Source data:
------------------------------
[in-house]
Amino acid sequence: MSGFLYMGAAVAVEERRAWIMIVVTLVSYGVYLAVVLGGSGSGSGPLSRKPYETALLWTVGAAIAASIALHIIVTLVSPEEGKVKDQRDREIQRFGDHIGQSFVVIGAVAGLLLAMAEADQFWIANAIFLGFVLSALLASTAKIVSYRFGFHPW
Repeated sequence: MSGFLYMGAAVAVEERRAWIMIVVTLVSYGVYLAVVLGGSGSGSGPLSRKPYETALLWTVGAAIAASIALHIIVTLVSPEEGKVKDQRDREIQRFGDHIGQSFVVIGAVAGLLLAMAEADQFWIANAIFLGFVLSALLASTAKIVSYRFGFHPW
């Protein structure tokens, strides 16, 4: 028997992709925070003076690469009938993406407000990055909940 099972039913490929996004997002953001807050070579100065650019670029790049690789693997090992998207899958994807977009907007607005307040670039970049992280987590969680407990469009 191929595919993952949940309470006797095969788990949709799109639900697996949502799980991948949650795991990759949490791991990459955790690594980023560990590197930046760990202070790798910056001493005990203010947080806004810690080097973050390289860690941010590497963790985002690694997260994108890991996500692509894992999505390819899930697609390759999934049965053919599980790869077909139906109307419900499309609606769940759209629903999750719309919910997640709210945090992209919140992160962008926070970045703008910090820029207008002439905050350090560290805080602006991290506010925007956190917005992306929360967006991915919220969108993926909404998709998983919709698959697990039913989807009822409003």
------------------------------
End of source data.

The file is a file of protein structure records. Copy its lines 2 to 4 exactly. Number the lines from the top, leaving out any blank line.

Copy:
Amino acid sequence: MSGFLYMGAAVAVEERRAWIMIVVTLVSYGVYLAVVLGGSGSGSGPLSRKPYETALLWTVGAAIAASIALHIIVTLVSPEEGKVKDQRDREIQRFGDHIGQSFVVIGAVAGLLLAMAEADQFWIANAIFLGFVLSALLASTAKIVSYRFGFHPW
Repeated sequence: MSGFLYMGAAVAVEERRAWIMIVVTLVSYGVYLAVVLGGSGSGSGPLSRKPYETALLWTVGAAIAASIALHIIVTLVSPEEGKVKDQRDREIQRFGDHIGQSFVVIGAVAGLLLAMAEADQFWIANAIFLGFVLSALLASTAKIVSYRFGFHPW
């Protein structure tokens, strides 16, 4: 028997992709925070003076690469009938993406407000990055909940 099972039913490929996004997002953001807050070579100065650019670029790049690789693997090992998207899958994807977009907007607005307040670039970049992280987590969680407990469009 191929595919993952949940309470006797095969788990949709799109639900697996949502799980991948949650795991990759949490791991990459955790690594980023560990590197930046760990202070790798910056001493005990203010947080806004810690080097973050390289860690941010590497963790985002690694997260994108890991996500692509894992999505390819899930697609390759999934049965053919599980790869077909139906109307419900499309609606769940759209629903999750719309919910997640709210945090992209919140992160962008926070970045703008910090820029207008002439905050350090560290805080602006991290506010925007956190917005992306929360967006991915919220969108993926909404998709998983919709698959697990039913989807009822409003």